Town of Parachute Bob Knight 970]285]7630 Town Administrator
Parachute Water
Treatment Manager
Mark King 970]986]1821 Potential emergency contact
Colorado Parks & Wildlife Mike Porras 970]210]3768 Courtesy notification
Army Corps of Engineers South Pacific
916]557]6911 Courtesy notification

Describe any emergency pits constructed:

In addition to the interception trench described above, any recovered liquids are being stored in tankage
(nearby, but offsite from the incident location) for volume measurement, further analysis and
characterization. Williams will appropriately manage or dispose of these liquids once appropriate
characterization is complete. A lined containment area has also been constructed on a nearby piping
laydown area to similarly receive and stage impacted soils until they can be managed for proper
disposal. In addition, best storm water management practices have been implemented both onsite
around the incident area, and for these areas where liquids and soils are being temporarily managed

How was the extent of contamination determined:

As the source of the release remains under investigation, work has not yet progressed to a delineation
phase where the full extent of the release plume can be accurately determined. Based on preliminary
field observations made to date, it appears the impacted area extends approximately 200 ft along the
ROW, 170 ft perpendicular across and beyond the ROW boundaries; and to a depth of approximately 14
ft; which in some areas reaches to groundwater. Further evaluation and sampling is ongoing to
determine the boundaries of the release plume.

Further remediation activities proposed:

As the source of the release has not yet been determined, Williams will maintain its current response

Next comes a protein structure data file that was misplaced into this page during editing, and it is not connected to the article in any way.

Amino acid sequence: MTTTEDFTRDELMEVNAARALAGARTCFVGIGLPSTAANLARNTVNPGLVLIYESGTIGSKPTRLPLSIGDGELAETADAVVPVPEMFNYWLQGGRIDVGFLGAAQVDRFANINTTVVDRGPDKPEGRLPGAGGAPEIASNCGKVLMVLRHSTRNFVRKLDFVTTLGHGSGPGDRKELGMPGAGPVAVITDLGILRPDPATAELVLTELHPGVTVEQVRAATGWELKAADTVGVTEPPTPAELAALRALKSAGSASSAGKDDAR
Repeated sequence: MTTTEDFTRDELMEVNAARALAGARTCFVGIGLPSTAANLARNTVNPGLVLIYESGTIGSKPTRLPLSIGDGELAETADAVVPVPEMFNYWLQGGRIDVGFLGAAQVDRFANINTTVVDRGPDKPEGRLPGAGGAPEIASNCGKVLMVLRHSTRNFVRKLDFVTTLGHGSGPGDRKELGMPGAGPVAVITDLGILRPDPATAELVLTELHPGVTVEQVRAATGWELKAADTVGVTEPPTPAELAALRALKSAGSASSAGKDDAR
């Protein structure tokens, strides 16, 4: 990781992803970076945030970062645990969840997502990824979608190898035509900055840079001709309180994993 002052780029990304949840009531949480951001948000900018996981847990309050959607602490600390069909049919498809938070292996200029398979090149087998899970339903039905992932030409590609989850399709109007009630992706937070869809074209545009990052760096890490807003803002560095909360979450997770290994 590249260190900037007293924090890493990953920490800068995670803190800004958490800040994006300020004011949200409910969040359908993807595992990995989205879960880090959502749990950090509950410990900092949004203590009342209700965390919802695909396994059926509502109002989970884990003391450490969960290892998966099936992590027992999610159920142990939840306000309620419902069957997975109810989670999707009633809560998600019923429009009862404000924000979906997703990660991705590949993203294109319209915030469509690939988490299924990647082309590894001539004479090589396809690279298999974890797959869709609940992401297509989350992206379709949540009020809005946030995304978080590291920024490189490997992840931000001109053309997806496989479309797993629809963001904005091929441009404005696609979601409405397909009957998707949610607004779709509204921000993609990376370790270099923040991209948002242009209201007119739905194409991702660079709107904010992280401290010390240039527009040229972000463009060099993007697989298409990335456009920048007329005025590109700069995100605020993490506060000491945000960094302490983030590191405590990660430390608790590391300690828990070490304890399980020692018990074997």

efforts to contain and recover any available hydrocarbons, as well as continuing its investigation to
identify the source. Once a source of the release has been ascertained, updates with an additional work
plan for appropriate remediation activities will be prepared.

Describe measures taken to prevent problem from reoccurring:

As the source of the release has not yet been determined, Williams will maintain its current response
efforts to contain and recover any available hydrocarbons, as well as continuing its investigation to
identify the source. Once a source of the release has been ascertained, Williams expects that measures
to prevent similar reoccurrence can be identified.

Click image to enlarge



  1. This will become a common occurrence if we let the industry self regulate and continue on its current course of secrecy, and non accountability.

  2. While I can't do anything about the fracking already in place in CO, I can stand up against any more fracking in or near Colorado Springs. I absolutely abhor this practice and anyone who thinks or believes it is safe is either lying or totally uninformed as to what is actually happening to our groundwater, our health and our environment.